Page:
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Publication #EENY066

Sand Field Cricket, Gryllus firmus Scudder (Insecta: Orthoptera: Gryllidae)1

Thomas J. Walker2


The sand field cricket, Gryllus firmus, is the common chirping field cricket of lawns, pastures, and roadsides throughout Florida.

Overview of Florida field crickets


Sand field crickets occur throughout the southeastern United States. To the north and west the species is replaced by the fall field cricket (Gryllus pennsylvanicus). In areas of contact the two hybridize to a minor extent.

Figure 1. 

Distribution of sand field cricket in the United States.

[Click thumbnail to enlarge.]


The sand field cricket, which chirps, often occurs intermixed with either the southeastern field cricketor the Texas field cricket, both of which are trilling species. These differences in song are stark (song comparisons) as are the differences in the numbers of teeth and spacing of the teeth in the stridulatory files used to make the songs. The only readily accessible morphological difference between the sand field cricket and the two trilling species is the color pattern on the forewings.

Figure 2. 

Sand field cricket, Gryllus firmus (Scudder), short-winged male.

Credit: Paul M. Choate, University of Florida
[Click thumbnail to enlarge.]

Figure 3. 

Sand field cricket, Gryllus firmus (Scudder), short-winged female.

Credit: Paul M. Choate, University of Florida
[Click thumbnail to enlarge.]

In southern Florida, where sand and Jamaican field crickets co-occur, the color pattern of the head will separate the two.

Life Cycle

Sand field crickets have the most variable life cycle known for field crickets. During much of the year females lay some eggs that hatch within a few weeks at room temperatures and other eggs that take a month or two to hatch under the same conditions. Furthermore, if potentially quick-hatching eggs are exposed to cool temperatures, some lose that potential. Nymphal development is also variable with some developing quickly and some much more slowly, even when exposed to the same conditions. The effect of all this is that a female's progeny may mature over a 10-month period, with slow developers maturing at the same time as some of the progeny of their faster-developing sibs. In spite of the variability, there are peaks of adults in late spring (mostly from over-wintering eggs) and in fall (mostly from fast-developing progeny of spring adults).


This species is characteristic of lawns, pastures, and roadsides, especially those that are well drained and sandy.


The calling song (689 Kb wav file) is a series of slow-pulsed chirps, with a chirp rate of about two per second. Most chirps have four pulses, with the initial one being much weaker than the rest (graphs).

Selected References

Capinera JL, Scott RD, Walker TJ. 2004. Field guide to grasshoppers, katydids, and crickets of the United States. Ithaca, NY: Cornell University Press. 249 p.

Harrison RG. 1986. Pattern and process in a narrow hybrid zone. Heredity 56: 337-350.

Harrison RG, Bogdanowicz SM. 1997. Patterns of variation and linkage disequilibrium in a field cricket hybrid zone. Evolution 51: 493-505.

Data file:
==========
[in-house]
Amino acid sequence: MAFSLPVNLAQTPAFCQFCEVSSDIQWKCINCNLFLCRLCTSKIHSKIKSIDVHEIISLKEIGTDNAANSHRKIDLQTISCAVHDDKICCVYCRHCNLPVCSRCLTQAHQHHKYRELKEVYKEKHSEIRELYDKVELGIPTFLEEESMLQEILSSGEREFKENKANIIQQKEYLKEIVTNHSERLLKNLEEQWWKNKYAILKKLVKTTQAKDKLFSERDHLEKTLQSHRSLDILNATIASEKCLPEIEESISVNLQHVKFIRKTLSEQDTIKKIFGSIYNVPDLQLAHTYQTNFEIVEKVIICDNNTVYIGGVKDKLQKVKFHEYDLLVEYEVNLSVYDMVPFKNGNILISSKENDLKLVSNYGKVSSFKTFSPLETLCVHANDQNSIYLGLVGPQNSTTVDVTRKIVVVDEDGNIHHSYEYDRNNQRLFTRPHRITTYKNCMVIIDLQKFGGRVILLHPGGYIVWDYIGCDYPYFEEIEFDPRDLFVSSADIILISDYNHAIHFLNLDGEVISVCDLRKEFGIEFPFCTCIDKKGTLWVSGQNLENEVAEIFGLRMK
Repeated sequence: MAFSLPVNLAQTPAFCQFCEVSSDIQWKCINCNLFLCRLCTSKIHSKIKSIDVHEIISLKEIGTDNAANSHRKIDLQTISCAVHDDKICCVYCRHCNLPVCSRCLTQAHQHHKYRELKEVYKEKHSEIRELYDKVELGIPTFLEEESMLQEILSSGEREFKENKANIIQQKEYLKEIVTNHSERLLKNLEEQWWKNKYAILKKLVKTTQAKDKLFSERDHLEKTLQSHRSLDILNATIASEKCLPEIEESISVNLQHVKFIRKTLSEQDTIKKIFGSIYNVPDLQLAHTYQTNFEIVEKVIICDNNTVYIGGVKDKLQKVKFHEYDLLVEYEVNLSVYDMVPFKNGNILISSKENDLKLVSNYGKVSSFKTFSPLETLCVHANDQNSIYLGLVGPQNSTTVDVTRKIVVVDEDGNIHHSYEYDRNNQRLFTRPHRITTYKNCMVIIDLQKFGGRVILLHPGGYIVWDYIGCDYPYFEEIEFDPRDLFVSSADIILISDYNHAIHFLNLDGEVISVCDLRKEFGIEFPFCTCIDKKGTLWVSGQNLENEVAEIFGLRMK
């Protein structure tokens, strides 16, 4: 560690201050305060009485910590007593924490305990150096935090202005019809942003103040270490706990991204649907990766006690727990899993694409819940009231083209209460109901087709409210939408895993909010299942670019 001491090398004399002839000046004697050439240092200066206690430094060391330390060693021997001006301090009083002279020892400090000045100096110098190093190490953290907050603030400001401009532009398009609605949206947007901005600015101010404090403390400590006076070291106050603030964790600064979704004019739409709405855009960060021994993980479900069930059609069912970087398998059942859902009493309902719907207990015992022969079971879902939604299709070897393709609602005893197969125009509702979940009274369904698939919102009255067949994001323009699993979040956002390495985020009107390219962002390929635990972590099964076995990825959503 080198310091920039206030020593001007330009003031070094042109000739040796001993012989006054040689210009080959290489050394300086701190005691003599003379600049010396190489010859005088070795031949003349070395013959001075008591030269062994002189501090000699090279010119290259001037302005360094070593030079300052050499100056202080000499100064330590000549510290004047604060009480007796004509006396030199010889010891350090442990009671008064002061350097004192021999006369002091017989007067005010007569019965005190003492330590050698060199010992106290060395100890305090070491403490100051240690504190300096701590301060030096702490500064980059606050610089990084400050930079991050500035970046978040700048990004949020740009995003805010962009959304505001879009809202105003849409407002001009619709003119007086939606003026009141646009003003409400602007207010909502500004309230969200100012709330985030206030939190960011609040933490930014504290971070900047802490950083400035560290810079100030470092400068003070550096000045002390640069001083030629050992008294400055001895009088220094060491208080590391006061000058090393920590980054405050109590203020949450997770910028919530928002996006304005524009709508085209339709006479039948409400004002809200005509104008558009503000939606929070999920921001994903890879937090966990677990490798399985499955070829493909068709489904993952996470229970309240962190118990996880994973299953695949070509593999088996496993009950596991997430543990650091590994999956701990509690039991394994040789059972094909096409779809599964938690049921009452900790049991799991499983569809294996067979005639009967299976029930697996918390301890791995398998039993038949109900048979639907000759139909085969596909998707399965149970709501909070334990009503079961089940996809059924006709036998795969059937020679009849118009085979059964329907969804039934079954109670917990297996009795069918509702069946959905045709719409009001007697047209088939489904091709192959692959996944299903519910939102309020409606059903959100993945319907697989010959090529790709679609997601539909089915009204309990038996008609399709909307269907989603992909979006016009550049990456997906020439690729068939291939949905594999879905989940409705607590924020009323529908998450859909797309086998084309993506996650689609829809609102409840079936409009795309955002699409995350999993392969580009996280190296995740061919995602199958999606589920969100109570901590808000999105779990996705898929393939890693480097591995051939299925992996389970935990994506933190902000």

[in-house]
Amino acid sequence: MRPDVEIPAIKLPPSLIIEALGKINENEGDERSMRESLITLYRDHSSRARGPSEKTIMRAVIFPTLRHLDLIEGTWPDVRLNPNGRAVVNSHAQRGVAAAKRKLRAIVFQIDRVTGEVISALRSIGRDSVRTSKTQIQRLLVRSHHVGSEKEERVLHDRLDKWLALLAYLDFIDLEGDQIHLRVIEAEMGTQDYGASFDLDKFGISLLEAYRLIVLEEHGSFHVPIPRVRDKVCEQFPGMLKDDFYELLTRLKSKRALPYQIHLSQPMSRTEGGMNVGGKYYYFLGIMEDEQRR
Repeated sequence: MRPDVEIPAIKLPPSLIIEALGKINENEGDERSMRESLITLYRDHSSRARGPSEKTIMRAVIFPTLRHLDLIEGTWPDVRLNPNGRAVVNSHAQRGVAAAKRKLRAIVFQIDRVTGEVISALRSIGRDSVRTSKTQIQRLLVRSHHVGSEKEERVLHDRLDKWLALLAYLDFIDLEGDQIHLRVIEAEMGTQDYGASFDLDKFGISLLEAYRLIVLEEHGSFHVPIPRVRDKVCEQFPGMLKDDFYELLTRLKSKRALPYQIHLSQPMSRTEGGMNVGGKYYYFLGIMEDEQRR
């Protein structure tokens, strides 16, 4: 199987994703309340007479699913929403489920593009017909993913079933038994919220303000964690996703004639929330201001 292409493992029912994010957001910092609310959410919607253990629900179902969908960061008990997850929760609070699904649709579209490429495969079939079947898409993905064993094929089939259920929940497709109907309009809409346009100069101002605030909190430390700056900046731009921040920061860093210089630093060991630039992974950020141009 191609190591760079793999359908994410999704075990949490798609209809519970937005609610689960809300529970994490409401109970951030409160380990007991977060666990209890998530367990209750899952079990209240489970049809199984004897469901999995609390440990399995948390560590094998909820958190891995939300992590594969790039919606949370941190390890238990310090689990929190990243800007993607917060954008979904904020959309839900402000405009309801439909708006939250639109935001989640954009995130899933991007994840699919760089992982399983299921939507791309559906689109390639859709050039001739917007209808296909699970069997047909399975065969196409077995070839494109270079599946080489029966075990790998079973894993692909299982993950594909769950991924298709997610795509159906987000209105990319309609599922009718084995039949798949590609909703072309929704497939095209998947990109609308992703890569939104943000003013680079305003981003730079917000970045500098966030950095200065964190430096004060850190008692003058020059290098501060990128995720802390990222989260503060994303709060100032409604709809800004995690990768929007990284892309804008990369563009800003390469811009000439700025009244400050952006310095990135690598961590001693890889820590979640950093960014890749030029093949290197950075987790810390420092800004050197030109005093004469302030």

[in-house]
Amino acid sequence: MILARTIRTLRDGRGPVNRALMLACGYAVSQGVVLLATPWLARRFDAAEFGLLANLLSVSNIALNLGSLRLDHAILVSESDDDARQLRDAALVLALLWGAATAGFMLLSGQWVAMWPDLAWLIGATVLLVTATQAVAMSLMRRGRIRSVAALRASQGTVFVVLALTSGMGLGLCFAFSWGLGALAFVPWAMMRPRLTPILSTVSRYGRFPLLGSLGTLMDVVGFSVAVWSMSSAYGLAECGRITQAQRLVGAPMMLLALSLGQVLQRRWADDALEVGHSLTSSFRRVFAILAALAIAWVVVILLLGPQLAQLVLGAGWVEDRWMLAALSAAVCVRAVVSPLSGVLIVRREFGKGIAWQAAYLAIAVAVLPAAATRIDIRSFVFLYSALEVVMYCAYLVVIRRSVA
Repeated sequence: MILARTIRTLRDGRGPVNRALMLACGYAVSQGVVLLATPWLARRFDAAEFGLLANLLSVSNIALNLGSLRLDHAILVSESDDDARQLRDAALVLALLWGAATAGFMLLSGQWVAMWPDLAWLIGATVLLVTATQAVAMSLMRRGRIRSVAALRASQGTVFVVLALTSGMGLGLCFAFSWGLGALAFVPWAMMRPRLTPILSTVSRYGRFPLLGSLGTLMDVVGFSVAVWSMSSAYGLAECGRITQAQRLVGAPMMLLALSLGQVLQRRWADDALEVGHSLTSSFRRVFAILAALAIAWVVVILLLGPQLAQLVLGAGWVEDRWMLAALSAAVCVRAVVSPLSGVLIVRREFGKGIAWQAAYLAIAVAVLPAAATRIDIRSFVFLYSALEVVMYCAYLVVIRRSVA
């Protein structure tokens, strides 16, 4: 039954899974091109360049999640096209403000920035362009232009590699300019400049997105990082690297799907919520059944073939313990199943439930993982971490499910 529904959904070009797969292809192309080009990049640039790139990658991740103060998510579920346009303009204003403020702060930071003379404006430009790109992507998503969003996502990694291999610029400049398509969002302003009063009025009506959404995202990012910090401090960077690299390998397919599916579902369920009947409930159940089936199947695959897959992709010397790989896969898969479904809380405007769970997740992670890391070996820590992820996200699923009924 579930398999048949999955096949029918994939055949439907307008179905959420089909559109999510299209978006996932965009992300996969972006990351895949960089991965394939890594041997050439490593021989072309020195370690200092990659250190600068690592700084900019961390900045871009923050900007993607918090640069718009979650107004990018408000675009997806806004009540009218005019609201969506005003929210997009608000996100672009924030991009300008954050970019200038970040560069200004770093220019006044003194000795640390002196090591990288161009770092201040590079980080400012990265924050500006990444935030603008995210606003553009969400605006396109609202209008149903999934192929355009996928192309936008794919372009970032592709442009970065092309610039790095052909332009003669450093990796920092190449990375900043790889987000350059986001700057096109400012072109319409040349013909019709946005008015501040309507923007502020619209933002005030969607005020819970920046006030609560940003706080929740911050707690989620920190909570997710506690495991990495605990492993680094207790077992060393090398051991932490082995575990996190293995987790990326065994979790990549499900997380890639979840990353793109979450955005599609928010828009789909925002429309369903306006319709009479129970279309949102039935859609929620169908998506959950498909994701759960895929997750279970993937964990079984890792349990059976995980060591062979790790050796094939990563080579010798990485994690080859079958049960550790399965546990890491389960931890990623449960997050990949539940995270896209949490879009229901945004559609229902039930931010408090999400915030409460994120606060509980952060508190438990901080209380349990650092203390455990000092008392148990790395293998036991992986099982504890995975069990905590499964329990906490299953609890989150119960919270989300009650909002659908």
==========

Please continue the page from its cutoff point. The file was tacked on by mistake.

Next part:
Nickle DA, Walker TJ. 1974. A morphological key to field crickets of southeastern United States (Orthoptera: Gryllidae: Gryllus). Florida Entomologist 57: 8-12.

Pires A, Hoy RR. 1992. Temperature coupling in cricket acoustic communication: I. Field and laboratory studies of temperature effects on calling song production and recognition in Gryllus firmus. J. Comp. Physiol. A Sens. Neural Behav. Physiol. 171: 69-78.

Roff DA, Fairbairn DJ. 1993. The evolution of alternate morphologies: Fitness and wing morphology in male sand crickets. Evolution 47: 1572-1584.

Walker TJ. 1980. Mixed oviposition in individual females of Gryllus firmus: Graded proportions of fast-developing and diapause eggs. Oecologia (Berlin) 47: 291-298

Walker TJ. 1986. Monitoring the flights of field crickets (Gryllus spp.) and a tachinid fly (Euphasiopteryx ochracea) in north Florida (USA). Florida Entomologist 69: 678-685.

Walker TJ. (2014). Sand field cricket, Gryllus firmus Scudder 1902. Singing Insects of North America. (8 April 2014).

Zera AJ, Sall J, Grudzinski K. 1997. Flight-muscle polymorphism in the cricket Gryllus firmus: Muscle characteristics and their influence on the evolution of flightlessness. Physiological Zoology 70: 519-529.



This document is EENY066, one of a series of the Entomology and Nematology Department, UF/IFAS Extension. Original publication date January 1999. Revised May 2014. Visit the EDIS website at This document is also available on the Feature Creature website at


Thomas J. Walker, professor, Entomology and Nematology Department, UF/IFAS Extension, Gainesville, FL 32611.

The Institute of Food and Agricultural Sciences (IFAS) is an Equal Opportunity Institution authorized to provide research, educational information and other services only to individuals and institutions that function with non-discrimination with respect to race, creed, color, religion, age, disability, sex, sexual orientation, marital status, national origin, political opinions or affiliations. For more information on obtaining other UF/IFAS Extension publications, contact your county's UF/IFAS Extension office.

U.S. Department of Agriculture, UF/IFAS Extension Service, University of Florida, IFAS, Florida A & M University Cooperative Extension Program, and Boards of County Commissioners Cooperating. Nick T. Place, dean for UF/IFAS Extension.